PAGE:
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The aim of a recently published study by Cummings and colleagues was to survey the views of women who stopped hormone replacement therapy (HRT) after 2002, including those who later restarted [1]. A questionnaire survey was carried out on the UK-based menopause website www.menopausematters.co.uk, evaluating how women were influenced by HRT advice. The main outcome measures were the answers to questions regarding stopping/restarting HRT in response to the advice in the early 2000s and advice given today. A total of 1100 responses were obtained. Of those who made the decision to stop HRT themselves, 56.4% ([i]n[/i] = 425/754) said that they were influenced by the media. In those who would potentially most benefit from HRT, 72.8% ([i]n[/i] = 220/302) stopped without medical advice. Overall, women aged under 50 years were significantly more likely to stop HRT themselves than women over 50 years ([i]p[/i] < 0.001). In women in whom symptoms returned, 37.5% ([i]n[/i] = 362/966) said these affected their ability to work, 45.1% ([i]n[/i] = 436) had problems with decision making, 53.6% ([i]n[/i] = 518) admitted to relationships being negatively affected and 29.2% ([i]n[/i] = 286) said that symptoms affected their social relationships. Overall, 46.5% of women ([i]n[/i] = 485/1044) would not have stopped HRT given the current understanding of risk. Compared with women over 50, significantly more women under the age of 50 said that they would not have previously stopped their HRT based on their current understanding of risk ([i]p[/i] < 0.001).

Author(s)

  • Nick Panay
    Queen Charlottes & Chelsea and Chelsea & Westminster Hospitals, London, UK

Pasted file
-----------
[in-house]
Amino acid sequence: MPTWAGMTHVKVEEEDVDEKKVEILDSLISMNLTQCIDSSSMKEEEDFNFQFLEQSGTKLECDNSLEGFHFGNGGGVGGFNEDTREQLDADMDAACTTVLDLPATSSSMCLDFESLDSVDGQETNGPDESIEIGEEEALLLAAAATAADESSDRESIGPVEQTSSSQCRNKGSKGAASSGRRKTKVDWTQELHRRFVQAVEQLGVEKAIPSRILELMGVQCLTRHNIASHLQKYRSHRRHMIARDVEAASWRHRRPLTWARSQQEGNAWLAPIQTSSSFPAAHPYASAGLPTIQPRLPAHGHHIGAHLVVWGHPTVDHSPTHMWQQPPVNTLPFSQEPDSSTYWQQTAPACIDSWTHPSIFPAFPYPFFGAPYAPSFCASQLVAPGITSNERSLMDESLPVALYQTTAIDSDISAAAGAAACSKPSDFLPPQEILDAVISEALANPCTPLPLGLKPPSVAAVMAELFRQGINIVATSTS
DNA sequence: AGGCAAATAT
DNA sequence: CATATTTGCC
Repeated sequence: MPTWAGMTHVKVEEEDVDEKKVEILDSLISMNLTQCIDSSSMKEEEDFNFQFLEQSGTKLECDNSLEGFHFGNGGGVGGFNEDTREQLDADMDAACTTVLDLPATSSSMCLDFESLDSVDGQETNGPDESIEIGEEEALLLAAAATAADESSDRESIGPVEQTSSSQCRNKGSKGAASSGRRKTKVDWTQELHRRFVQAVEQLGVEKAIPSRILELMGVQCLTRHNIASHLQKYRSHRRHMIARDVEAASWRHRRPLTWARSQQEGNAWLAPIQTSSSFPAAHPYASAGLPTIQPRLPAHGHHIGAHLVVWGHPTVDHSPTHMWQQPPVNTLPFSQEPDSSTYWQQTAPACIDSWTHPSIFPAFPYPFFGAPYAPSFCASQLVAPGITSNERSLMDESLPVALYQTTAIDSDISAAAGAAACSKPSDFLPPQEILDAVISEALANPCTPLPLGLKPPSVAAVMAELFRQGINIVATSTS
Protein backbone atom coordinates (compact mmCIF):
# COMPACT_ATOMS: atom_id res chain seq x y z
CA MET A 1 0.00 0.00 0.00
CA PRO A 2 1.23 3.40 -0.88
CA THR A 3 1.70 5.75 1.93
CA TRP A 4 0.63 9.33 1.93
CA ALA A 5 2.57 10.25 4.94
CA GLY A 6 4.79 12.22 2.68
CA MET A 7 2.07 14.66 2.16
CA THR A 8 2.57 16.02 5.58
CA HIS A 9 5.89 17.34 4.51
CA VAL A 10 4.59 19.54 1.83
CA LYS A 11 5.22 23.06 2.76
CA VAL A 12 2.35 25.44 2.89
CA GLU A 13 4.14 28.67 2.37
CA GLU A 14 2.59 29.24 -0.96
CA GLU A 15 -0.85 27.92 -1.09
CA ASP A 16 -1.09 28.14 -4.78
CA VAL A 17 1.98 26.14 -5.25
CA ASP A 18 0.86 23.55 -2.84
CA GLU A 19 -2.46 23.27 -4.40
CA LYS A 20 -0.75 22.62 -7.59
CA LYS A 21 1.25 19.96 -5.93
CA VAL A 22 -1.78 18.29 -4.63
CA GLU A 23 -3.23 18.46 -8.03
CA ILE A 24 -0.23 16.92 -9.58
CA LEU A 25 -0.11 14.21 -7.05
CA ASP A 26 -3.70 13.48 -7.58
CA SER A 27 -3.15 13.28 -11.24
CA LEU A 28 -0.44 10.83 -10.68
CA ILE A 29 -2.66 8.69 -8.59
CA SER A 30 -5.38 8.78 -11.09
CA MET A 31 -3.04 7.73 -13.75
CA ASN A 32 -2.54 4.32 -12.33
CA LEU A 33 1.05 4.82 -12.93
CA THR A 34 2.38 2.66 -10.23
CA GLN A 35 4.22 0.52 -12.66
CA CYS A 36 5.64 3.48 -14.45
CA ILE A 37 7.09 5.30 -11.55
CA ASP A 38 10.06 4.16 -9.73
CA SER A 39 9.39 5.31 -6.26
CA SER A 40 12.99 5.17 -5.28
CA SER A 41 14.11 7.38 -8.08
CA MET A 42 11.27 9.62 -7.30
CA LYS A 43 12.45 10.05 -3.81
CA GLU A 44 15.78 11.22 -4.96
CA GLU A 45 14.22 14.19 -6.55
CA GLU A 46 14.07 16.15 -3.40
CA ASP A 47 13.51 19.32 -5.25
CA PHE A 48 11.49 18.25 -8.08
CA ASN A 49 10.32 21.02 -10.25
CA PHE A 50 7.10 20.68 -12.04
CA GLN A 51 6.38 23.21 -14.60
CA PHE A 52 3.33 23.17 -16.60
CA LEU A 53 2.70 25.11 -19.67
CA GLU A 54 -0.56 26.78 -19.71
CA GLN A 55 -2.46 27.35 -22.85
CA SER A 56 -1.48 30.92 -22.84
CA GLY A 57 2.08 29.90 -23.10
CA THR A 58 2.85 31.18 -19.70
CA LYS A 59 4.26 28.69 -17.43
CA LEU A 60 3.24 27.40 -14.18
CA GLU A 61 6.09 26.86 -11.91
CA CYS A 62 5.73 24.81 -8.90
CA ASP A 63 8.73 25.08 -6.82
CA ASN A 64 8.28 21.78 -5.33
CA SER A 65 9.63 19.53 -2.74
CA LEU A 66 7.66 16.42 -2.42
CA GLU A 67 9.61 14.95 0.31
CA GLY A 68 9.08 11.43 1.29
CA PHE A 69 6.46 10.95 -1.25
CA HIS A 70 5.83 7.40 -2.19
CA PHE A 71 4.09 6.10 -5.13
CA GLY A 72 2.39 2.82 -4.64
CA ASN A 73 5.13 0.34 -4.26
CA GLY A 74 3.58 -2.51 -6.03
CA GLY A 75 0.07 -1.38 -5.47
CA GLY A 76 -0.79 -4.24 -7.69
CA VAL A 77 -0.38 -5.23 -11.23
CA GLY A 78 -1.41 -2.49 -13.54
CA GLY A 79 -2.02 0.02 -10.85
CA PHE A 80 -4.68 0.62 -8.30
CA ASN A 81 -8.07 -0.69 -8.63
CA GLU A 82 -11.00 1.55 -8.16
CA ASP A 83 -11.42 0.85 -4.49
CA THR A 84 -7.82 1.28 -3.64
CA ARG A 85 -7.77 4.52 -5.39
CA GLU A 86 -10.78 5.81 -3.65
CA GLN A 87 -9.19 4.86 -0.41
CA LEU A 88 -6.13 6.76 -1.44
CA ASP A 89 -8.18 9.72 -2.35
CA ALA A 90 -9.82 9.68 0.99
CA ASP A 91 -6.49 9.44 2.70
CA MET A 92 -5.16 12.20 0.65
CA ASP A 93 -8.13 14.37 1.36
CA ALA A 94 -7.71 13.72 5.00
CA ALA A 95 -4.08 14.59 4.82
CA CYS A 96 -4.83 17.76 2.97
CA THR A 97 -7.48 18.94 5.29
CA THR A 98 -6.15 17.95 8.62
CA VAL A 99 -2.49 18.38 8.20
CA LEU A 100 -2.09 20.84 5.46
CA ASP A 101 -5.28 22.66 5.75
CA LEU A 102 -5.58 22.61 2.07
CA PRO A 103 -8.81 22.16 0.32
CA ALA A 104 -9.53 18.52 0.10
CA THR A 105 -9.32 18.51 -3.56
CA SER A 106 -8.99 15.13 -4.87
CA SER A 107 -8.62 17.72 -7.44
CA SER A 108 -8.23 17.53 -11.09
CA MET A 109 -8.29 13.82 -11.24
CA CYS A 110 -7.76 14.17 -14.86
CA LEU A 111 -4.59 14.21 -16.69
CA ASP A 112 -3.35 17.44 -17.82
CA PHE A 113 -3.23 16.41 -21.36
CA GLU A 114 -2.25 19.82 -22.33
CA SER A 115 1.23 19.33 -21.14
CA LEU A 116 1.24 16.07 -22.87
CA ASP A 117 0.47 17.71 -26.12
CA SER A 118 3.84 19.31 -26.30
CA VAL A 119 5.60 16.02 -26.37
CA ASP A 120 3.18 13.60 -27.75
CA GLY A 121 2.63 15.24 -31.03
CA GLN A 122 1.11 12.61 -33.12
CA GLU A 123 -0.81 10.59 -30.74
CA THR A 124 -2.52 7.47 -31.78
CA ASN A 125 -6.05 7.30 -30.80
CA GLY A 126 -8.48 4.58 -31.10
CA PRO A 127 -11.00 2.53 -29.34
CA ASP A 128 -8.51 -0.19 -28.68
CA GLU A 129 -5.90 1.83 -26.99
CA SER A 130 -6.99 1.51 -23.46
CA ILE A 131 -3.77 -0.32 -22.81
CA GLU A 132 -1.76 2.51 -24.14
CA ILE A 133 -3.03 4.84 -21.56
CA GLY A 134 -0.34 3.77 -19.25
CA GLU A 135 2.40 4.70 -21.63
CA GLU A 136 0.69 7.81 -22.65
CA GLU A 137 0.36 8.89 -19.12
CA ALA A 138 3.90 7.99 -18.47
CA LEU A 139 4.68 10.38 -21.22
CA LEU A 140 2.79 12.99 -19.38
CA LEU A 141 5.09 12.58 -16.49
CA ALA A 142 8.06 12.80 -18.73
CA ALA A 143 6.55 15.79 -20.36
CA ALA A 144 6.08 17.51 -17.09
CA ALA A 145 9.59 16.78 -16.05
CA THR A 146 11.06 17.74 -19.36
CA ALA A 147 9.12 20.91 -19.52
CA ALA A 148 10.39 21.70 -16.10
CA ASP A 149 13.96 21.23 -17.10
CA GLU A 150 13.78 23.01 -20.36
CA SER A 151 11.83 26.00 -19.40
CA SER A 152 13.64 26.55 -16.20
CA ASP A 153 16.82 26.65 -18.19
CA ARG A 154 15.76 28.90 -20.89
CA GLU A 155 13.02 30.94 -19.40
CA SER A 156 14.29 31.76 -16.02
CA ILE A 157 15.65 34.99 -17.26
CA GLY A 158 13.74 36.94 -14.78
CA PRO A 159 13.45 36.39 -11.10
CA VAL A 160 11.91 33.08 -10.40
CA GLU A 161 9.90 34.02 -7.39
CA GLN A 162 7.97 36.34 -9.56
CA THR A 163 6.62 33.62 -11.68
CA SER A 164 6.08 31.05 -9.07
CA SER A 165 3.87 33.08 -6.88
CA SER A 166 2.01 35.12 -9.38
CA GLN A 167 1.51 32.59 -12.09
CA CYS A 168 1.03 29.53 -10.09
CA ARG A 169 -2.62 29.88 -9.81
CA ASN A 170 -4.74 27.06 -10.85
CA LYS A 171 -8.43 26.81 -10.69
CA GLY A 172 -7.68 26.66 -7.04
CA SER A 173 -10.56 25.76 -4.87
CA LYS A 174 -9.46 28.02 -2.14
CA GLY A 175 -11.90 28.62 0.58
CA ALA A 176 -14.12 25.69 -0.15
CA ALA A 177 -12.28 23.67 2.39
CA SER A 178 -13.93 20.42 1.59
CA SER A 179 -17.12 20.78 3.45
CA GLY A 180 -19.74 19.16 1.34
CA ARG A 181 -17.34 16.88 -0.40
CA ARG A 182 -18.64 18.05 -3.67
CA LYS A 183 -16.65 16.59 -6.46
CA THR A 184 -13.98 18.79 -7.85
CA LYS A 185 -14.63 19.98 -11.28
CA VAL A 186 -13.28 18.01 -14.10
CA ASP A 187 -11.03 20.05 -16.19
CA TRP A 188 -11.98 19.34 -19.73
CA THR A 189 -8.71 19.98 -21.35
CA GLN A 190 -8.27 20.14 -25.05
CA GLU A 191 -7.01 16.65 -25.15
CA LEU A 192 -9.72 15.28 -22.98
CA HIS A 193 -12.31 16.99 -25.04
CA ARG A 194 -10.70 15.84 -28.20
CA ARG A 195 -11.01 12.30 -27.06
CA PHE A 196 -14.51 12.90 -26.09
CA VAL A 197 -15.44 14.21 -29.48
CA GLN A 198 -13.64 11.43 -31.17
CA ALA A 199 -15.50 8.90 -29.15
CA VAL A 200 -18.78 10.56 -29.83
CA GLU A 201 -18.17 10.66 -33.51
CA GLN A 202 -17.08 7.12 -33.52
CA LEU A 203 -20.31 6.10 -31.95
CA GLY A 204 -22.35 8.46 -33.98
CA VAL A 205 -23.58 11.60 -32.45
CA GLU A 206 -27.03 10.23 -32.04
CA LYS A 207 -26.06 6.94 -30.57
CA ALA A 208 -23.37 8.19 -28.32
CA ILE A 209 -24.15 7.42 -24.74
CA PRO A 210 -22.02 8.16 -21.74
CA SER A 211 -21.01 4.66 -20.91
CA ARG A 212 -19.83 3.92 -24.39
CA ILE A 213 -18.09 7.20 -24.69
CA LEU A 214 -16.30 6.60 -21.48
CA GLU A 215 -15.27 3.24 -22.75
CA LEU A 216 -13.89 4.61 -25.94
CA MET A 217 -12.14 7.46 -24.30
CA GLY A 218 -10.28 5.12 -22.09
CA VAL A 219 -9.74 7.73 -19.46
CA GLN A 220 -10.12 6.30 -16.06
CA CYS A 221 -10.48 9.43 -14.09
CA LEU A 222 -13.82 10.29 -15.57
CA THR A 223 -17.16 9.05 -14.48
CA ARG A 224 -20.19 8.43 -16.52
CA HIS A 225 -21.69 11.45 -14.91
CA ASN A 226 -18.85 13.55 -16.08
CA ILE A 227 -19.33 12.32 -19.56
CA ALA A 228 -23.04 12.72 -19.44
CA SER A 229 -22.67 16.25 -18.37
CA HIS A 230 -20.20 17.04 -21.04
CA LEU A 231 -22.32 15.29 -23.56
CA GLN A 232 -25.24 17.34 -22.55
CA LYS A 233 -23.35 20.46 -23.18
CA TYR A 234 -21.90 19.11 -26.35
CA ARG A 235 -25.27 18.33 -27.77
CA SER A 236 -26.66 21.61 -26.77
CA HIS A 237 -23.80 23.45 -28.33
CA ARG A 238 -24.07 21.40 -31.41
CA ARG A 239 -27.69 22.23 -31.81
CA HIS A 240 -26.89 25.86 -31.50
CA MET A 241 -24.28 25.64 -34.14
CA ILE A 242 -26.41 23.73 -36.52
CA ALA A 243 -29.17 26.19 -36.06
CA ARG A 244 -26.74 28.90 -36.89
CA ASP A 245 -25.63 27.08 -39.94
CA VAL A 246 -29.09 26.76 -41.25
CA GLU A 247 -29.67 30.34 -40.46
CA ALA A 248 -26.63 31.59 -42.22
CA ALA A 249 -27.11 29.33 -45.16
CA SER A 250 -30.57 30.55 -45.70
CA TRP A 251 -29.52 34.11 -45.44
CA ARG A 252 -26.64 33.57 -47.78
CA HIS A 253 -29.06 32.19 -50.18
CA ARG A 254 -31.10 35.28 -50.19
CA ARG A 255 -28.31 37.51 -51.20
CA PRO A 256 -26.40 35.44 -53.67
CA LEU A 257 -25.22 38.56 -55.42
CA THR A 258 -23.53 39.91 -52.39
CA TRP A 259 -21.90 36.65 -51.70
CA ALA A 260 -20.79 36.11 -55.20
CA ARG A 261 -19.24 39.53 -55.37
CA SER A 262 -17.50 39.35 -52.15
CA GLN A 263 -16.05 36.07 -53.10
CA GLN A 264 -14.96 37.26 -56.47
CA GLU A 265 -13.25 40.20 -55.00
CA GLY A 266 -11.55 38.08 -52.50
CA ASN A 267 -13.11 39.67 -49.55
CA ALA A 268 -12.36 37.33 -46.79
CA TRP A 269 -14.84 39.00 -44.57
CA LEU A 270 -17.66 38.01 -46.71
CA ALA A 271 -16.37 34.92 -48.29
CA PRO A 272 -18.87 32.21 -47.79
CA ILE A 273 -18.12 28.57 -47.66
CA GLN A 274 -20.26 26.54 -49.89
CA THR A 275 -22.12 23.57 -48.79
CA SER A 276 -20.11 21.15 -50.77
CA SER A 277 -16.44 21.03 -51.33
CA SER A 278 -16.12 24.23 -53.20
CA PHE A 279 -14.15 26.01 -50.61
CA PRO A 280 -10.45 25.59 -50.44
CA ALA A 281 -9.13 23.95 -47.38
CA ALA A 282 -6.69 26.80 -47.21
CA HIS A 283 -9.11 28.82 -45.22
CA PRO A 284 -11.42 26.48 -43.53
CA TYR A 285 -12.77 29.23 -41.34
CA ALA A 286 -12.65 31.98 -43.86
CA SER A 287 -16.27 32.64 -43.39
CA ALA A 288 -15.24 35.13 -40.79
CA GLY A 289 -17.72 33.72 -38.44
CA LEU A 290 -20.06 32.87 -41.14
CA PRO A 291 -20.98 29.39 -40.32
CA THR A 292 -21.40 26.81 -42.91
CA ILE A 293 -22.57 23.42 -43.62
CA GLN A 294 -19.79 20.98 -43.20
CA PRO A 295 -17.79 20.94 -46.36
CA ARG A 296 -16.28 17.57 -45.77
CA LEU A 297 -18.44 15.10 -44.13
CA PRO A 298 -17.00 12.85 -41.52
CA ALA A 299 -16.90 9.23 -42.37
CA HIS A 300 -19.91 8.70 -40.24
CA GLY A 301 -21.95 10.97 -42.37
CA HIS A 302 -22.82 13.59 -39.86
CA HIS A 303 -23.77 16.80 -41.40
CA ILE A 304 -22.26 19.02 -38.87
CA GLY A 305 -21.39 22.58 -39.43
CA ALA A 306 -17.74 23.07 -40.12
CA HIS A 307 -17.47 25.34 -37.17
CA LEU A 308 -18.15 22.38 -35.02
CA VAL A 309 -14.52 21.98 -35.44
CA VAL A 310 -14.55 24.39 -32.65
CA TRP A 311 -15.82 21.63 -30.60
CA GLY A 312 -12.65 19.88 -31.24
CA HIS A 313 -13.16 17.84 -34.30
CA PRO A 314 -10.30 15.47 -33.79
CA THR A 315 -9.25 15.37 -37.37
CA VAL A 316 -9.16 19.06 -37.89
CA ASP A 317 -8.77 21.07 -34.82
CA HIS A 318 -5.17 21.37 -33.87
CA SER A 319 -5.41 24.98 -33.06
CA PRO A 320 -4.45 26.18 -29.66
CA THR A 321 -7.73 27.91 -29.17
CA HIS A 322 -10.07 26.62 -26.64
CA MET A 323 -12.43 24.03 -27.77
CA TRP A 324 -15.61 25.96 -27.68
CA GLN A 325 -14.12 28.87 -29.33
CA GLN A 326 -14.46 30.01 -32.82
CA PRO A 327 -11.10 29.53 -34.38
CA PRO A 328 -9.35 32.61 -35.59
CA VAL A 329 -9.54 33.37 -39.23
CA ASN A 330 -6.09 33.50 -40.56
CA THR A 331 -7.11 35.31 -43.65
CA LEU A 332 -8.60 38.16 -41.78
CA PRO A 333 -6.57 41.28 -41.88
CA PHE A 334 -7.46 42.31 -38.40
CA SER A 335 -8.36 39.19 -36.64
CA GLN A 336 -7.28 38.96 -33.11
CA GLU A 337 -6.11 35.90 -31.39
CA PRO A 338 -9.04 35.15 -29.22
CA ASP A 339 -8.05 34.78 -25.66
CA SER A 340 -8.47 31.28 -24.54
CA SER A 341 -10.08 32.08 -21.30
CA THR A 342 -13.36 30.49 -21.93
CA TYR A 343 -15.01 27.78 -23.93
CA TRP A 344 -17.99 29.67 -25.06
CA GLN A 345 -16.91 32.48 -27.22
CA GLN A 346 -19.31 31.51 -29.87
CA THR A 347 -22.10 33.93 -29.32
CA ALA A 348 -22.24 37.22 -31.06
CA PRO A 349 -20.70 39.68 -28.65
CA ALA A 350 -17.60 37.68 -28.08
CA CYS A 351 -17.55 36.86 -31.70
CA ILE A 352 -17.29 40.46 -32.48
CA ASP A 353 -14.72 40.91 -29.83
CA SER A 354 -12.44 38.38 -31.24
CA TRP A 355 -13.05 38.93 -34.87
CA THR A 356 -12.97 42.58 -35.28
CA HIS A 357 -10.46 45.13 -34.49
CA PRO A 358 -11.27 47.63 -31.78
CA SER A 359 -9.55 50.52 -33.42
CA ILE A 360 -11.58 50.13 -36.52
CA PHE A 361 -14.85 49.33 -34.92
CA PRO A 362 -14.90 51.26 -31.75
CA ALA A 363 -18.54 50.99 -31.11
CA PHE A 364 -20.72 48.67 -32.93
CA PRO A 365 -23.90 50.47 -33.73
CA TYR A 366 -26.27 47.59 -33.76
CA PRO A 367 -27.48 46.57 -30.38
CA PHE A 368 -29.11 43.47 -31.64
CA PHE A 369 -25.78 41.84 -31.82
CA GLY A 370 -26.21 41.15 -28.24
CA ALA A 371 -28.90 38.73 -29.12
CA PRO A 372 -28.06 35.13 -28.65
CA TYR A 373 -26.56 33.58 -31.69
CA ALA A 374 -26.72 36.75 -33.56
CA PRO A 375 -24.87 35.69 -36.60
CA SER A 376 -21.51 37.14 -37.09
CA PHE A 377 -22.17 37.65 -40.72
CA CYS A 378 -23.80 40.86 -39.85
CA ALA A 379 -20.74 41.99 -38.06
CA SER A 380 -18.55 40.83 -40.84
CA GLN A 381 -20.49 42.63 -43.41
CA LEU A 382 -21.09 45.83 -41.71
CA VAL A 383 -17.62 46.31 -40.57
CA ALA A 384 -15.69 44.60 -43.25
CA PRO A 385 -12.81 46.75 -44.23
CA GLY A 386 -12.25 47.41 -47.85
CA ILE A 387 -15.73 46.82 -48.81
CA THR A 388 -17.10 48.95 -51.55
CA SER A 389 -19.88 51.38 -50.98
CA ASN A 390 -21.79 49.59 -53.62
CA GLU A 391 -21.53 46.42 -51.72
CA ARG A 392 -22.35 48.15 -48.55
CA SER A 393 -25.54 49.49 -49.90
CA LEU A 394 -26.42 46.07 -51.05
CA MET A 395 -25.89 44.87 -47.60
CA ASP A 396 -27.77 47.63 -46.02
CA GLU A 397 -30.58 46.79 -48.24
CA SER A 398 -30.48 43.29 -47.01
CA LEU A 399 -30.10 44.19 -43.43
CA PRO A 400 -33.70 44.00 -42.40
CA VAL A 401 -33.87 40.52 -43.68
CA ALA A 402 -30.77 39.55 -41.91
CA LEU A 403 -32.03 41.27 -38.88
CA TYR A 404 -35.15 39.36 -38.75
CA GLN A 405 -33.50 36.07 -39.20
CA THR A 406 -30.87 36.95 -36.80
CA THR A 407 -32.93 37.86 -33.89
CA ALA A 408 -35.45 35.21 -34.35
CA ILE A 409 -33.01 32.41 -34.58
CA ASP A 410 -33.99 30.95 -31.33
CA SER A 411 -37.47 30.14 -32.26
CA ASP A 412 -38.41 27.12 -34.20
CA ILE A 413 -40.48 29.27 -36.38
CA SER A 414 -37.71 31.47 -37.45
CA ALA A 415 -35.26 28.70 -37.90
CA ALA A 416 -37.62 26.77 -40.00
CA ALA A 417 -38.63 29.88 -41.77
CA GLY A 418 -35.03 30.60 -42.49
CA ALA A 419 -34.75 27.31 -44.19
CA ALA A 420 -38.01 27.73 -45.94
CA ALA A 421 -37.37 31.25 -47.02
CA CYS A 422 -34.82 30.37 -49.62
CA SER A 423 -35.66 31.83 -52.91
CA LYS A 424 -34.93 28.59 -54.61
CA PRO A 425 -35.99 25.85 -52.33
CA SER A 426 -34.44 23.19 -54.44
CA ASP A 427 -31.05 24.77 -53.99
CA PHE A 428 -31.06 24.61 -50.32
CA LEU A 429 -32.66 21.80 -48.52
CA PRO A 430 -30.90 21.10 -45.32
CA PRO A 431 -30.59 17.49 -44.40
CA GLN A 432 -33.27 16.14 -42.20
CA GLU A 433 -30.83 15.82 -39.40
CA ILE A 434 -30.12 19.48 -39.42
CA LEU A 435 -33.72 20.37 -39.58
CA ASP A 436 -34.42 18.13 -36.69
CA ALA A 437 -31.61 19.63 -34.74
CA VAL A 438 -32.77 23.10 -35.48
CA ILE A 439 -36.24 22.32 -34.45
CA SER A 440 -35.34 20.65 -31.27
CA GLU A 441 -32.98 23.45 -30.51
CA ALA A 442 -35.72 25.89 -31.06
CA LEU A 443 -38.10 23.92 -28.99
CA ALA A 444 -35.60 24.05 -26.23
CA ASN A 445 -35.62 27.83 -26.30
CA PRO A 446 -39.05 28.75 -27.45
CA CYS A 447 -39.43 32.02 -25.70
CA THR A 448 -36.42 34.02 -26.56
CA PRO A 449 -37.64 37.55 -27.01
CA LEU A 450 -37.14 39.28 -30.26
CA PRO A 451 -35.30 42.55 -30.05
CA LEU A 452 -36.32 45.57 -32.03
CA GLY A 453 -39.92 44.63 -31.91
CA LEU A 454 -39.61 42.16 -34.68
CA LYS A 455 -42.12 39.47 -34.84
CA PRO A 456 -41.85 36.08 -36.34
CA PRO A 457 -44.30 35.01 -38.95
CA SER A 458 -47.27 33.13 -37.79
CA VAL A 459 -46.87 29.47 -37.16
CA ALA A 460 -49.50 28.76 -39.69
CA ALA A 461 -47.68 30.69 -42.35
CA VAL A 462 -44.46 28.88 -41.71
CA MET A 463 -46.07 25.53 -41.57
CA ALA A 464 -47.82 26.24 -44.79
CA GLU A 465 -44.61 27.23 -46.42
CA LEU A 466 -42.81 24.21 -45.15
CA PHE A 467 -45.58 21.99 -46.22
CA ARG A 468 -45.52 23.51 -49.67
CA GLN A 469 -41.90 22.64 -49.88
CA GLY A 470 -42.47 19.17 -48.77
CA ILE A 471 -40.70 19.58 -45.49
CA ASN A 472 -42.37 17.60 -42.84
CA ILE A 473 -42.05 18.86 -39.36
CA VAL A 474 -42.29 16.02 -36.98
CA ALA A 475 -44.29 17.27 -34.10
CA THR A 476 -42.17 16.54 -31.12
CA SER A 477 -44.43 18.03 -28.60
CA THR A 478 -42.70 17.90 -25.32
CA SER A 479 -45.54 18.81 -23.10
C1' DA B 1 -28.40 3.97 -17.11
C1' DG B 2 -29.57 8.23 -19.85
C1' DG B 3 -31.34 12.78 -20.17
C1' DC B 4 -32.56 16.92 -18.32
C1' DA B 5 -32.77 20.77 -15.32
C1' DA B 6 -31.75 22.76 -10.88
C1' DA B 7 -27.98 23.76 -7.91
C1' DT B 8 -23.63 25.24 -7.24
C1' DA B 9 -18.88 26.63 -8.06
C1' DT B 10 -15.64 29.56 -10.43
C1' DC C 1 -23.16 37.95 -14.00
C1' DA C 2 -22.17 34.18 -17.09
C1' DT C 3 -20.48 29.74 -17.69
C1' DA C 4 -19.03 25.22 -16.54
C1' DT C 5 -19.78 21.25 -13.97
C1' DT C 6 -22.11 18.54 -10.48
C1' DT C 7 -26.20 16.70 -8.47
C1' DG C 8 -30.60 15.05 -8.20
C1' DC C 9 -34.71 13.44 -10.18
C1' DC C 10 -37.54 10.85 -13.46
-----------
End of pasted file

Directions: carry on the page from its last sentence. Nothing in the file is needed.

Citations

  1. Cumming GP, Currie HD, Panay N, Moncur R, Lee AJ. Stopping hormone replacement therapy: were women ill advised? Menopause Int 2011;17:82-7.
    http://www.ncbi.nlm.nih.gov/pubmed/21903711
  2. Writing Group for the Womens Health Initiative Investigators. Risks and benefits of estrogen plus progestin in healthy postmenopausal women: principal results from the Womens Health Initiative randomized controlled trial. JAMA 2002;288:321-33.
    http://www.ncbi.nlm.nih.gov/pubmed/12117397
  3. Beral V; Million Women Study Collaborators. Breast cancer and hormone-replacement therapy in the Million Women Study. Lancet 2003;362:419-27.
    http://www.ncbi.nlm.nih.gov/pubmed/12927427
  4. Ockene JK, Barad DH, Cochrane BB, et al. Symptom experience after discontinuing use of estrogen plus progestin. JAMA 2005;294:183-93.
    http://www.ncbi.nlm.nih.gov/pubmed/16014592
  5. Genazzani AR, Schneider HP, Panay N, Nijland EA. The European Menopause Survey: womens perceptions on the menopause and postmenopausal hormone therapy. Gynecol Endocrinol 2005;22:369-75.
    http://www.ncbi.nlm.nih.gov/pubmed/16864146
  6. Eysenbach G. Improving the quality of web surveys: the Checklist for Reporting Results of Internet E-surveys (CHERRIES). J Med Internet Res 2004;6:e34.
    http://www.ncbi.nlm.nih.gov/pubmed/15471760
  7. Cumming GP, Currie HD, Moncur R, Lee AJ. Web-based survey on the effect of menopause on a womens libido in a computer literate population. Menopause Int 2009;15:8-12.
    http://www.ncbi.nlm.nih.gov/pubmed/19237616
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